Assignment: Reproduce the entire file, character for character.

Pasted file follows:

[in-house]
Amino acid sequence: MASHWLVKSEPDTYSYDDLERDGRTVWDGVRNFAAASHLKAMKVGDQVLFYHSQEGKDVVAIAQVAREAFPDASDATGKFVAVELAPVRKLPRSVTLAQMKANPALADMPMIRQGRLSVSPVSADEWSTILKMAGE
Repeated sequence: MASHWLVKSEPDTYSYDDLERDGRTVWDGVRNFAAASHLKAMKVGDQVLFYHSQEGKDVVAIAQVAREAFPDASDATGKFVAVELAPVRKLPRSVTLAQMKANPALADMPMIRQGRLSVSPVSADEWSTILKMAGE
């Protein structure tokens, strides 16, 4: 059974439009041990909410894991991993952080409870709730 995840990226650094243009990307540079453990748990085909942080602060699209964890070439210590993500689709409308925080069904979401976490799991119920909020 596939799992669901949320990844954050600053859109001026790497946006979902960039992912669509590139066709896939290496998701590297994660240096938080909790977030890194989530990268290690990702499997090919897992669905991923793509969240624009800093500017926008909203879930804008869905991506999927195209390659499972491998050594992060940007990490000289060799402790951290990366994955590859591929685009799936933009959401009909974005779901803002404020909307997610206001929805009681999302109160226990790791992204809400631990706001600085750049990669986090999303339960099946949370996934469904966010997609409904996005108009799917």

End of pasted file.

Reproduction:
[in-house]
Amino acid sequence: MASHWLVKSEPDTYSYDDLERDGRTVWDGVRNFAAASHLKAMKVGDQVLFYHSQEGKDVVAIAQVAREAFPDASDATGKFVAVELAPVRKLPRSVTLAQMKANPALADMPMIRQGRLSVSPVSADEWSTILKMAGE
Repeated sequence: MASHWLVKSEPDTYSYDDLERDGRTVWDGVRNFAAASHLKAMKVGDQVLFYHSQEGKDVVAIAQVAREAFPDASDATGKFVAVELAPVRKLPRSVTLAQMKANPALADMPMIRQGRLSVSPVSADEWSTILKMAGE
């Protein structure tokens, strides 16, 4: 059974439009041990909410894991991993952080409870709730 995840990226650094243009990307540079453990748990085909942080602060699209964890070439210590993500689709409308925080069904979401976490799991119920909020 596939799992669901949320990844954050600053859109001026790497946006979902960039992912669509590139066709896939290496998701590297994660240096938080909790977030890194989530990268290690990702499997090919897992669905991923793509969240624009800093500017926008909203879930804008869905991506999927195209390659499972491998050594992060940007990490000289060799402790951290990366994955590859591929685009799936933009959401009909974005779901803002404020909307997610206001929805009681999302109160226990790791992204809400631990706001600085750049990669986090999303339960099946949370996934469904966010997609409904996005108009799917």